In collaboration with City Planning staff and consultant Brent Toderian we facilitated a number of public events as part of the Phase 1 Engagement Plan for the Density by Design: Kingston’s Mid-rise and Tall Buildings Policy project. Over the course of the week we were able to connect with 200 + people on this important project.
At these events, we provided an overview of the context for the project, which includes sustainability, climate change, housing supply, challenges with the existing policy, heritage, transportation, strengthening areas of the City, unpredictable energy costs and changing demographics. All of these areas are interconnected and give us direction for ensuring that the policies meant to direct the design of future mid-rise and tall buildings are built with Kingston context in mind.
Planning consultant Brent Toderian was in town to assist the project team in providing education to attendees about the various design elements of mid-rise and tall buildings, including height, thickness/width, orientation, stepbacks, and the importance of ground floor form and function. The presentation provided at the link below, which includes audio/video, explains each design consideration referenced above and explains why in-ward growth is a key element of sustainable city-building.
A new study completed recently in British Columbia links human health with the walkability of neighbourhoods, highlighting the importance of our work on this project and others that encourage increases in the density of development to support active transportation. The connection between building walkable, mobility-focused cities and the link to community health was addressed as part of last week’s sessions and found in staff’s presentation. City Council’s declaration of a climate change emergency and goal to become Canada’s most sustainable city cannot be achieved unless we make smart city planning decisions that integrate multiple ways for people to move within and around the City (walking, biking, transit) and de-emphasize the movement of people by cars.
We heard through our public consultation last week that some of you are concerned about the City’s focus on taller buildings. I want to correct the impression that we are only looking at mid-rise and tall buildings to increase density. In fact, we have a number of initiatives that are ongoing to promote increasing density in more ground-oriented forms of development as well. For example, we are in the process of amending the planning rules to allow secondary suites to be added to residential properties and are working at supporting planning applications that integrate a variety of ground-oriented forms within a residential area including semi-detached, stacked townhomes, townhouses and small apartment buildings in strategic locations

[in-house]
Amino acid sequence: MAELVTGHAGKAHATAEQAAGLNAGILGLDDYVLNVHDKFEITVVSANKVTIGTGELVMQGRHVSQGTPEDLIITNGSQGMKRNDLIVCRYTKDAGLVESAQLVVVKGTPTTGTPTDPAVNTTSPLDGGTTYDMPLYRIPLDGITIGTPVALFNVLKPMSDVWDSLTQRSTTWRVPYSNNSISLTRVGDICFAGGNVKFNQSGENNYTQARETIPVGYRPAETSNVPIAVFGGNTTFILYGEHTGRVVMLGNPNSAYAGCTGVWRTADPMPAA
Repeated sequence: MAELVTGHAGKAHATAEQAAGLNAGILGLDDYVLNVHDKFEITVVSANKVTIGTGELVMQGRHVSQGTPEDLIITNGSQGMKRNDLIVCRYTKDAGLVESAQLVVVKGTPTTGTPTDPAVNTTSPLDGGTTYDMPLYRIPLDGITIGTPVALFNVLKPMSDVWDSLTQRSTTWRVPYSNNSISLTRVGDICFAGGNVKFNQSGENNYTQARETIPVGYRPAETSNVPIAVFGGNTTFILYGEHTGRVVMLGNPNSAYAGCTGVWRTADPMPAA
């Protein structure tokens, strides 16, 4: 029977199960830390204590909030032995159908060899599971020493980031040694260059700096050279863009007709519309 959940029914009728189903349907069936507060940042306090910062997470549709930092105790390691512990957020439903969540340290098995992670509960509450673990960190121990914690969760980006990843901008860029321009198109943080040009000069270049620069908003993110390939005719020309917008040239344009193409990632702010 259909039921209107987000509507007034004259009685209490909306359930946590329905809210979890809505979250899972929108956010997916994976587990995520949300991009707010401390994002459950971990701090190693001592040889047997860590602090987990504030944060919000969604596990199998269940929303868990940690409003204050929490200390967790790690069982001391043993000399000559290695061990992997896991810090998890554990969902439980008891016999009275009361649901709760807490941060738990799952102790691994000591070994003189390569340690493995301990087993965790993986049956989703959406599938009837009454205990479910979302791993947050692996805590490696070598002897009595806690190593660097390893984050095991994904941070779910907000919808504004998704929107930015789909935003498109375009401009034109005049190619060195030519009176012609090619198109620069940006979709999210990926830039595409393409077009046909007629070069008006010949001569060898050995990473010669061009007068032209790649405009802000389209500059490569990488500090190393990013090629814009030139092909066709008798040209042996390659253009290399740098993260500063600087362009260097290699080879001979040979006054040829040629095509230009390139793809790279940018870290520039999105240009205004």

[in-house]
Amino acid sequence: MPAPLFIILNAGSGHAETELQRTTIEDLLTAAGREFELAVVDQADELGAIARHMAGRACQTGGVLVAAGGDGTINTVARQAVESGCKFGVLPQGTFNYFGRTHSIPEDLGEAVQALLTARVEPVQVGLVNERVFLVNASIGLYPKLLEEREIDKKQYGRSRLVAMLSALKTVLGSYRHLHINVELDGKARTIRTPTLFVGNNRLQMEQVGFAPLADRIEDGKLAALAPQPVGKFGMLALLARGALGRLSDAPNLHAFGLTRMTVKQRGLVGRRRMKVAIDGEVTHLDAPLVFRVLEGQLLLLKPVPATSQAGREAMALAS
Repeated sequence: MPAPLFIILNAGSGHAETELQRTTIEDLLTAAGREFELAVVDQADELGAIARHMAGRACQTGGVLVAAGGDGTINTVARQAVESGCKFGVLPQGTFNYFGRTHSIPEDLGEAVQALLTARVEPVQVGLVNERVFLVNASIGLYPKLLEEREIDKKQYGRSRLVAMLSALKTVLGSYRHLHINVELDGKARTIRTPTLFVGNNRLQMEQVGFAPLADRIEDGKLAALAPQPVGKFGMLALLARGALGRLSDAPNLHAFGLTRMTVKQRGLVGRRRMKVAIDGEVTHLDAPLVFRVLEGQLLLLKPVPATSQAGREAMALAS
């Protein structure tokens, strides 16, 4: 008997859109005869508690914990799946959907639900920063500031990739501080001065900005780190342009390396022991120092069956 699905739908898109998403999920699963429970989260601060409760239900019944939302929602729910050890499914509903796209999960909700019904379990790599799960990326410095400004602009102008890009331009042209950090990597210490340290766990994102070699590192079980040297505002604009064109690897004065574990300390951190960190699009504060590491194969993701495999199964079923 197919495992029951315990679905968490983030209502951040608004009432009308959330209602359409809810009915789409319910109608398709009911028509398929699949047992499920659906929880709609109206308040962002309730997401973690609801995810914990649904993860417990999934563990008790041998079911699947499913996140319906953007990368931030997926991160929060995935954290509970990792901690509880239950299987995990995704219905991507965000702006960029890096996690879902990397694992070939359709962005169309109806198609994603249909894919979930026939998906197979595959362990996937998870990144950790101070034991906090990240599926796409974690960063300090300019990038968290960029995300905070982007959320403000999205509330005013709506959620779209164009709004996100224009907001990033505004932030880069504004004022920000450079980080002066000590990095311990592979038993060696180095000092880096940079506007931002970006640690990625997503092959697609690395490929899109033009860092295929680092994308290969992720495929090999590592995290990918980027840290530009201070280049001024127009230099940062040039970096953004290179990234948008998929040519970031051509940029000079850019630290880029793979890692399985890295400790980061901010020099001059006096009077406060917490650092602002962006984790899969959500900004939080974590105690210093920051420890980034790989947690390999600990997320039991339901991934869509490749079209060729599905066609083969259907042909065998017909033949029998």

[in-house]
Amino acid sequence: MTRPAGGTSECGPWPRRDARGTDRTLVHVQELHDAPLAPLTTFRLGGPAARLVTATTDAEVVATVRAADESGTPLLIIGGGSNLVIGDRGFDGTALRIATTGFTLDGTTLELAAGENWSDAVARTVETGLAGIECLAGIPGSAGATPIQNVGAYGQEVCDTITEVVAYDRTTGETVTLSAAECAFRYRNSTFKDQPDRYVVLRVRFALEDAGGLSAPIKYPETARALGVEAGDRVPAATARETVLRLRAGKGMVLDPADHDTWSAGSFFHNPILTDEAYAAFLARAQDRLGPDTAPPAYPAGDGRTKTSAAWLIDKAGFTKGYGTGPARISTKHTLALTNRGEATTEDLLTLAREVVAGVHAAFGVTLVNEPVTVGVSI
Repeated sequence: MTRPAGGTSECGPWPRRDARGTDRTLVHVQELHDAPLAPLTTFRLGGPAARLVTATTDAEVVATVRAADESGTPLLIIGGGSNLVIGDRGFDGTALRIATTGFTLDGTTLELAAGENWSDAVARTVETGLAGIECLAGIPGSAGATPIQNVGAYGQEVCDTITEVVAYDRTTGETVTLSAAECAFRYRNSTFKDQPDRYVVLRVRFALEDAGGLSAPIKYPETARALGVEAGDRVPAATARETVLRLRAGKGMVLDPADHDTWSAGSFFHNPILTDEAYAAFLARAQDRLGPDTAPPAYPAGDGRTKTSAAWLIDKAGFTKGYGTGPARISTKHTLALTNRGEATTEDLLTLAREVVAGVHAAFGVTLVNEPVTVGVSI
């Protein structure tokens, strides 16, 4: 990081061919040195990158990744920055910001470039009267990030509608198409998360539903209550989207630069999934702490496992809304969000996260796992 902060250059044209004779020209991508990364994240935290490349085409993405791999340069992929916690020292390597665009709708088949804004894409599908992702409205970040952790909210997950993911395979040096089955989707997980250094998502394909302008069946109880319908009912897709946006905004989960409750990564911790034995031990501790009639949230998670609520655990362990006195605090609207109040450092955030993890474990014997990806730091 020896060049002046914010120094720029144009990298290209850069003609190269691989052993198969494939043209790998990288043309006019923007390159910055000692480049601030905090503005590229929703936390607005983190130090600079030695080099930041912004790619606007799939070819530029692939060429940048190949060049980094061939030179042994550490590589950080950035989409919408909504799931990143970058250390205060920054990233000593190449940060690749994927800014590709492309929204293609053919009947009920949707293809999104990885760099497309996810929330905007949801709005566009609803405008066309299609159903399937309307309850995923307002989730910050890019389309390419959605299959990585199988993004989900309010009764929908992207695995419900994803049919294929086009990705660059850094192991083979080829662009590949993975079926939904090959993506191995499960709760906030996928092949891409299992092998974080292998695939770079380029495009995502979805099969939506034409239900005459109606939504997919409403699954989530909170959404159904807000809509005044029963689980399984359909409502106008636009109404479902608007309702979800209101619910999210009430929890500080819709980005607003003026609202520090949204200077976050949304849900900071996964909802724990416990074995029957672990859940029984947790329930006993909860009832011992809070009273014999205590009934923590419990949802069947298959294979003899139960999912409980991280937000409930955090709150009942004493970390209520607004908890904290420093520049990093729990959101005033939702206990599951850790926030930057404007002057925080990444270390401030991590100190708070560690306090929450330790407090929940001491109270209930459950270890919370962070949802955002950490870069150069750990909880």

This project will provide Official Plan policies to direct the development of mid-rise and tall buildings from a design perspective, because at present the OP does not do so sufficiently. As with the other forms of development contemplated by the Official Plan, we will be weaving in the importance of cultural heritage into design considerations to ensure that the character that is so unique to Kingston endures and new development is able to co-exist in a compatible manner.
I encourage you to join the conversation at the City's Get Involved page. There you can receive project updates, ask questions and share ideas with the project team.
You can also email comments directly to Andrea Gummo, project manager at email@example.com. In particular, please send the answers to the two questions below by May 15, 2019. We asked these questions of attendees last week, and want to get as many responses as possible as we enter the next phase of the project. The presentation I mentioned above will help provide background needed on the two questions, and I strongly encourage you watch it and share with your friends and neighbours.
What Kingston challenges, goals, or values do you most want to see reflected in our new approach?
What do you think are the most important aspects of mid-rise and tall building design, and how would you like them handled in our new approach?